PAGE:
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The emotional impact

Being diagnosed with advanced cancer or finding out the cancer has returned or spread can feel overwhelming. It is often hard to take in the news.

When you are first told, or come to realise, that you have advanced cancer, you may feel a range of emotions.

If you didn’t know you had cancer at all, a diagnosis of advanced cancer can sometimes feel like a double blow. If you’ve already been treated for cancer, you may experience different, possibly stronger reactions than when you heard for the first time that you had cancer. Sometimes you may even feel relieved – you may have suspected there was something wrong and now you know why.

There is no one way to react when you are told that the cancer is too advanced to cure. Everyone is different and will respond in their own way. Give yourself time to take in what is happening and do what is comfortable for you. Whatever you are feeling, it is likely those around you may be experiencing similar emotions.

Feelings you may experience

You may have a range of emotions, including:

Denial – A diagnosis of advanced cancer can be hard to accept. Some people deny the cancer can’t be cured or that treatment options are limited. Denial can give you time to adjust to the news, but if it’s ongoing it can also delay you from getting treatment or help.

Fear or anxiety – It is frightening to hear the cancer has come back, has spread or is at an advanced stage at diagnosis. Fear or anxiety (a feeling of worry or unease) may occur from the shock of diagnosis or having thoughts about dying.

Anger – You may feel angry because you’ve had to deal with cancer already, because you weren’t diagnosed earlier, or because you feel your life has been shortened. Sometimes it may even be hard to work out exactly what your anger is about.

Guilt – It’s common to blame yourself for the cancer, but the reason cancer spreads or doesn’t respond to treatment is usually unknown. You may be worried about the impact cancer could have on your family or feel guilty that they may have to take care of you.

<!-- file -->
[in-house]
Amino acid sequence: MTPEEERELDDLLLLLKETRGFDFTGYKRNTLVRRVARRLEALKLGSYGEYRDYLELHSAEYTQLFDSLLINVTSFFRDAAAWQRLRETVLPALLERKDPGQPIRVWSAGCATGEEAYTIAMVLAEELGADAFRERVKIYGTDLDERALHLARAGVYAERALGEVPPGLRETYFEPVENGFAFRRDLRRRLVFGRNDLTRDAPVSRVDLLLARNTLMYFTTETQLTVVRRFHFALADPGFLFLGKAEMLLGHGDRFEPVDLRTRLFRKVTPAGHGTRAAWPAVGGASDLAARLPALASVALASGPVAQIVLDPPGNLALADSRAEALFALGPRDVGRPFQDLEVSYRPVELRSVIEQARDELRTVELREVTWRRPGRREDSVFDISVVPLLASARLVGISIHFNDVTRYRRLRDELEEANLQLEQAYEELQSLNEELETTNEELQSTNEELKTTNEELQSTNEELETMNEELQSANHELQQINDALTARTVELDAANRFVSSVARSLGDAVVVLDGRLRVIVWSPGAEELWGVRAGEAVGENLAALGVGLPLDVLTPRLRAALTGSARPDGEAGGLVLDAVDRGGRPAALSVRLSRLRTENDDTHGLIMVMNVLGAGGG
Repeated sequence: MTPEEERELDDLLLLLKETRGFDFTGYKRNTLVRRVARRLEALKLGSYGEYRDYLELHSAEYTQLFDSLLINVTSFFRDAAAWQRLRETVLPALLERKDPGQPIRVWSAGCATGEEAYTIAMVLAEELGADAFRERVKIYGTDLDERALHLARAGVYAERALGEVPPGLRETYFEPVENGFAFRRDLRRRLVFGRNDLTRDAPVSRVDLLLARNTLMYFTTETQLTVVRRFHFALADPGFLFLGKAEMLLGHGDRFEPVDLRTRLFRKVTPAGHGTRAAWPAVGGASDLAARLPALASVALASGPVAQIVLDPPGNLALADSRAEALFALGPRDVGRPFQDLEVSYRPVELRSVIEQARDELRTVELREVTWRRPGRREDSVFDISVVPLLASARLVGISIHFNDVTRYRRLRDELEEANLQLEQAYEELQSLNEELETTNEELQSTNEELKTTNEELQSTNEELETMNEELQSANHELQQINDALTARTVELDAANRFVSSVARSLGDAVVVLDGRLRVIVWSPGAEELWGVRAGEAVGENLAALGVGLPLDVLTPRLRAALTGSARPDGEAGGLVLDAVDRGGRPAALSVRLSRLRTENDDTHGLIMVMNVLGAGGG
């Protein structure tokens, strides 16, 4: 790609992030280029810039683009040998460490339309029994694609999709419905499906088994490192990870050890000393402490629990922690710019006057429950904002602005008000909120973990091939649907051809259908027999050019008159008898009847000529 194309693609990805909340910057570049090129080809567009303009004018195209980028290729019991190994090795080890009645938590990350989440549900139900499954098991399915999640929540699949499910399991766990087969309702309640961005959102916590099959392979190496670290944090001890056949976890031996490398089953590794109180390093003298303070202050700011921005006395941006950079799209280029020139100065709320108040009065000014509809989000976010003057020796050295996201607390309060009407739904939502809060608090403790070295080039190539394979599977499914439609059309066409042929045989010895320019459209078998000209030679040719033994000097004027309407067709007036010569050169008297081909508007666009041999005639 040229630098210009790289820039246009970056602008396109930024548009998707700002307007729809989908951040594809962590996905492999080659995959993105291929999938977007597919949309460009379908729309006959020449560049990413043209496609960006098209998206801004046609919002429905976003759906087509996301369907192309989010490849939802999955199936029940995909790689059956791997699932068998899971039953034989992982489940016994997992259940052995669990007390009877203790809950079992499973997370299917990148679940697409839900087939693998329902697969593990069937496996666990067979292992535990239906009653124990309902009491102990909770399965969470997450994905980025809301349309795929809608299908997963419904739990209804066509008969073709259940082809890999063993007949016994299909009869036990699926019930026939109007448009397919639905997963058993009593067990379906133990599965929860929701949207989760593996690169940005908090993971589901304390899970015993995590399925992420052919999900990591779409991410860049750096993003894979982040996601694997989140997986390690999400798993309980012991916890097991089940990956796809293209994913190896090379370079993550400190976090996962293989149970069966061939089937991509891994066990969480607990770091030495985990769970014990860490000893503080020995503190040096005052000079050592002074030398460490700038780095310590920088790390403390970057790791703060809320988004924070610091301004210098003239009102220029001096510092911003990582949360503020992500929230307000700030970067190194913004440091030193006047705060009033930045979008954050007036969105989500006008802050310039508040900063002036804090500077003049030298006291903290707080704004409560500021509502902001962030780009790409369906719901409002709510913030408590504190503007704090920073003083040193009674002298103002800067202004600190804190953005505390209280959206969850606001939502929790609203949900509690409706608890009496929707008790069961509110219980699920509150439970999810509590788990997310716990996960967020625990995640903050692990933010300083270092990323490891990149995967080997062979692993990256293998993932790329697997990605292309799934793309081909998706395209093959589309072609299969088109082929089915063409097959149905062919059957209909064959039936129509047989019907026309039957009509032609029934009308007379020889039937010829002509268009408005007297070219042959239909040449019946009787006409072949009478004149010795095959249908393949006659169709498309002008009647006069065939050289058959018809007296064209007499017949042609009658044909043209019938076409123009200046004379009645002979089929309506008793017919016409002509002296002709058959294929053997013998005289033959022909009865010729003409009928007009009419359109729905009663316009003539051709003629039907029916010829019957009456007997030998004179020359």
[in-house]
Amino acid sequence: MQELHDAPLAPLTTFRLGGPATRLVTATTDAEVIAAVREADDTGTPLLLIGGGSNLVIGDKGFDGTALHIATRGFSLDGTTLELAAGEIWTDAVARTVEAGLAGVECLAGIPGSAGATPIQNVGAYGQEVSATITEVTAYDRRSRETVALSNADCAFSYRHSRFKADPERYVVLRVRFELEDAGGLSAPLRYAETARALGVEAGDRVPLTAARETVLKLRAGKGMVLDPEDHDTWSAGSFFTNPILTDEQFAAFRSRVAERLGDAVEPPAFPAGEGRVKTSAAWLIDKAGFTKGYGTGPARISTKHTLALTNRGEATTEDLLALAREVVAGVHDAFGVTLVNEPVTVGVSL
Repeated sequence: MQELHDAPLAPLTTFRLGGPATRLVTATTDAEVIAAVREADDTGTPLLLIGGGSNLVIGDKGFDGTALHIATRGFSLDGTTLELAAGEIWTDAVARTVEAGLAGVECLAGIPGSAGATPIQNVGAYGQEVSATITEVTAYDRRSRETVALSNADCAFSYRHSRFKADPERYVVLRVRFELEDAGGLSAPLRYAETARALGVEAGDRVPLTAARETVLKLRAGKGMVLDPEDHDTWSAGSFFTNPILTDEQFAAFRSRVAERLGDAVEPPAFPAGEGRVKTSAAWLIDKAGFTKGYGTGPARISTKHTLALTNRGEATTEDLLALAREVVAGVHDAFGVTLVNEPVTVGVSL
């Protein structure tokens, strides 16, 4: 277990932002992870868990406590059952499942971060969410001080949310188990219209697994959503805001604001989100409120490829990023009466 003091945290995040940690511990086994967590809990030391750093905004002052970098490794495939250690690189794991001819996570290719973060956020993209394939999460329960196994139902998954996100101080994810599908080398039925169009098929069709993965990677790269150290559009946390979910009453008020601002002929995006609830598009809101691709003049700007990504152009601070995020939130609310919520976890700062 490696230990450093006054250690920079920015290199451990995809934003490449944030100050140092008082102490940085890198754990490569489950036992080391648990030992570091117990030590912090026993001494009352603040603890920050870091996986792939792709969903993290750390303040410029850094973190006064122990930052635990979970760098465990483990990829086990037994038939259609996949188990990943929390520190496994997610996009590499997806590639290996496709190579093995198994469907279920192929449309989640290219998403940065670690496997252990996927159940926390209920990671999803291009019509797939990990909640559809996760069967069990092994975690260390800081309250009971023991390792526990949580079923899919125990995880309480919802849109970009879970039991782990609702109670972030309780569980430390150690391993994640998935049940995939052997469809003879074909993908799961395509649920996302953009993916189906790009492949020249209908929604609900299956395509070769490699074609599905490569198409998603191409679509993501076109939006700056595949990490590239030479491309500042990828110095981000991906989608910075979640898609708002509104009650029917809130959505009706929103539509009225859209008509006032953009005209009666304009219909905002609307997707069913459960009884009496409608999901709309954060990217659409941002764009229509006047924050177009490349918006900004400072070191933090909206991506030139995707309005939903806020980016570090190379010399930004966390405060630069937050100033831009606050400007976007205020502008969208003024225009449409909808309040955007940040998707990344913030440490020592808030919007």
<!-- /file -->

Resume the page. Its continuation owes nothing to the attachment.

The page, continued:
Uncertainty – You may feel you have less control over your life. It can be hard to adjust to an uncertain future, although some people may also feel a sense of hope in the uncertainty.

Loneliness – You may feel lonely at times even if you have people around you. It’s natural to think nobody understands what you’re going through. Your family and friends may have trouble dealing with the diagnosis and some may even distance themselves from you.

Sadness or depression – Feeling sad after a cancer diagnosis is common. If you have continued feelings of sadness, have trouble getting up in the morning or have lost motivation to do things that previously gave you pleasure, talk to your doctor – you may be experiencing depression.

There are many simple things you can do to help you cope and feel more in control.

Join a support group – There are face-to-face, internet and telephone support groups where people meet regularly to share their experiences.

Connect online – Use technology such as email, Facebook or a blog to stay in touch with family and friends. You can also visit the Cancer Council
Online Community to connect with others in a similar situation.

Find out what to expect – Information can help you understand what to expect, and plan for changes. This may make you feel more secure.

Accept help – Even when your friends are genuinely willing to help, it can sometimes be hard to ask. It may be useful to have one friend or relative to
coordinate offers of help and to update others on your progress. Online tools, such as Gather My Crew, can help organise volunteers.

Try complementary therapies – Complementary therapies, such as relaxation, meditation and massage, may improve coping, decrease stress and anxiety, and improve your mood.

Get help with how you’re feeling – If at any stage you feel overwhelmed, speak to your doctor, as counselling or medicine – even for a short time – may help. Your GP may also refer you to a psychologist. The organisation Beyond Blue has information about coping with depression and anxiety.

Find hope in other things – Focus on the small things that are still possible, e.g. having a coffee with a friend or watching the garden bloom.

Draw on spirituality – Some people find meaning and comfort in their religion, faith and spiritual beliefs. Others may experience spirituality more generally. A cancer diagnosis can challenge the beliefs of some people. It may help to talk about your feelings with a spiritual care practitioner, religious leader or counsellor.

A diagnosis of advanced cancer often means finding new or different ways to cope with your emotions.

Managing uncertainty – Having advanced cancer often means living with uncertainty about what lies ahead. This can be challenging. Some people say they avoid thinking about what the future may hold by keeping busy or distracting themselves from their thoughts. While distraction can work in the short term, you may need to find your own way to manage difficult thoughts and emotions. Everyone will find their own way at their own pace. There is no right or wrong way.